DOHA, Qatar — Long before any competitors dropped out here in Doha, their bodies tormented and broken by the heat as Friday night turned into Saturday morning, the public-address announcer sold the race as a unique event, as something to celebrate, even: the very first midnight marathon at a global competition.
Really, the late start of the women’s marathon at the world track and field championships — 11:59 p.m. local time, to be precise — was a knowing concession to the elements, to conditions that tend to hover between molten and flambé. By the time the race started, the temperature had cooled to a balmy 90 degrees.
Officials from the International Association of Athletics Federations, track and field’s governing body, went to great lengths ahead of the event to stress how much they had devoted to athlete safety. Extra water stations. Extra medical personnel. For the runners themselves, who did six laps of a seven-kilometer course, the race proved extra painful.
Extra painful for perhaps everyone but Ruth Chepngetich of Kenya, who won in 2 hours 32 minutes 43 seconds and celebrated by raising her fists and jogging some more. Others were not so enthusiastic.
Most of the athletes competing this week are luxuriating in the cool climes of Khalid International Stadium, an open-air structure that is miraculously air-conditioned. Long jumpers? Sprinters? Hurdlers? They have it easy.
Only the marathoners and racewalkers are stuck outside, plodding along a stretch of roadway adjacent to the Persian Gulf.
The women in the marathon got the first crack at entering this late-night caldron — racewalkers were scheduled to compete this weekend, while the men’s marathon is set for next Saturday — and the scene was surreal. There appeared to be nearly as many reporters and officials as spectators. It was so quiet at times that a drone sounded as loud as a helicopter.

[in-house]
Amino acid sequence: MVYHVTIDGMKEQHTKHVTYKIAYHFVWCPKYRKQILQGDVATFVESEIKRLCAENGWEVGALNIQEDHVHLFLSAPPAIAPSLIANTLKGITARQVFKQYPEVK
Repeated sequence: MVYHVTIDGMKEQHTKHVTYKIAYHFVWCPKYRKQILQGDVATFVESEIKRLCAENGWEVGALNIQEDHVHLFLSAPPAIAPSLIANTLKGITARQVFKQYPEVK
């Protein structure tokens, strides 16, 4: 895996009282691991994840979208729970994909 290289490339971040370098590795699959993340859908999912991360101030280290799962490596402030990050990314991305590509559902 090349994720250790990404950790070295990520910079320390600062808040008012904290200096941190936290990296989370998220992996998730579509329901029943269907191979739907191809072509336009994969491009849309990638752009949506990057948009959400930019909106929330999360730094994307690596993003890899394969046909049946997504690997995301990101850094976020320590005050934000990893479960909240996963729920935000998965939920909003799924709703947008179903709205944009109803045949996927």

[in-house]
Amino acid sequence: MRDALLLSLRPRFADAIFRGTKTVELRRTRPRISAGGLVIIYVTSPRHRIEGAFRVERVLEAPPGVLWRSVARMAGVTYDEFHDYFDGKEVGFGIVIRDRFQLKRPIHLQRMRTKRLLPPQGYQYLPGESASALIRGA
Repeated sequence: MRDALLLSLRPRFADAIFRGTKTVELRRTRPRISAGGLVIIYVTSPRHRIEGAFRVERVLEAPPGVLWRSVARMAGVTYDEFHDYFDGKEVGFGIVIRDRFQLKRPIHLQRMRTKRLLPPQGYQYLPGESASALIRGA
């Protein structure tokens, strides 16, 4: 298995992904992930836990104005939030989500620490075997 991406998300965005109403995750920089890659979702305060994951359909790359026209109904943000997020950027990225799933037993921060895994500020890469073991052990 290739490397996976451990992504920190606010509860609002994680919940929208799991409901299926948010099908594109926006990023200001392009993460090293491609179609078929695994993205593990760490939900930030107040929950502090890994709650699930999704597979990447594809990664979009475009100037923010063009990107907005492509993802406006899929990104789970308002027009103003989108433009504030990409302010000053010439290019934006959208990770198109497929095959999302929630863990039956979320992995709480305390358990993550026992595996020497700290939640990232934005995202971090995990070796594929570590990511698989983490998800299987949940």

It was not a race for the meek, and everyone knew it: the runners, who shed sweat with every stride; the photographers, who mopped condensation off their lenses; the vest-wearing brigade from the Qatar Red Crescent, the medical professionals who kept a close eye on the proceedings with wheelchairs and stretchers at the ready; and even the modest clusters of spectators, who peered each time the field came sweeping around a corner for another lap of the course.
But those hard facts did not dissuade a couple of runners from making an early break for it, if only for a few meters and a sliver of the spotlight. Sardana Trofimova, 31, of Russia, who was competing as an authorized neutral athlete because of her country’s doping scandal, tried to keep the pace honest about 10 minutes into the race before she faded back into a pack that was already beginning to dissolve.
About 40 percent of the runners dropped out. Among those who finished: Roberta Groner, a 41-year-old full-time nurse from New Jersey and a mother of three. She finished sixth.
“Probably the hardest conditions I’ve ever raced in,” she said.
“Definitely,” she said.
One of the keys, Groner said, was hydration. She drank copious amounts of fluids days in advance of the race, she said. She also prepared for the midnight start by staying on Eastern time after arriving in Doha on Tuesday.
“It’s for my children,” Groner said as she choked back tears, “to show them that you can do things with hard work.”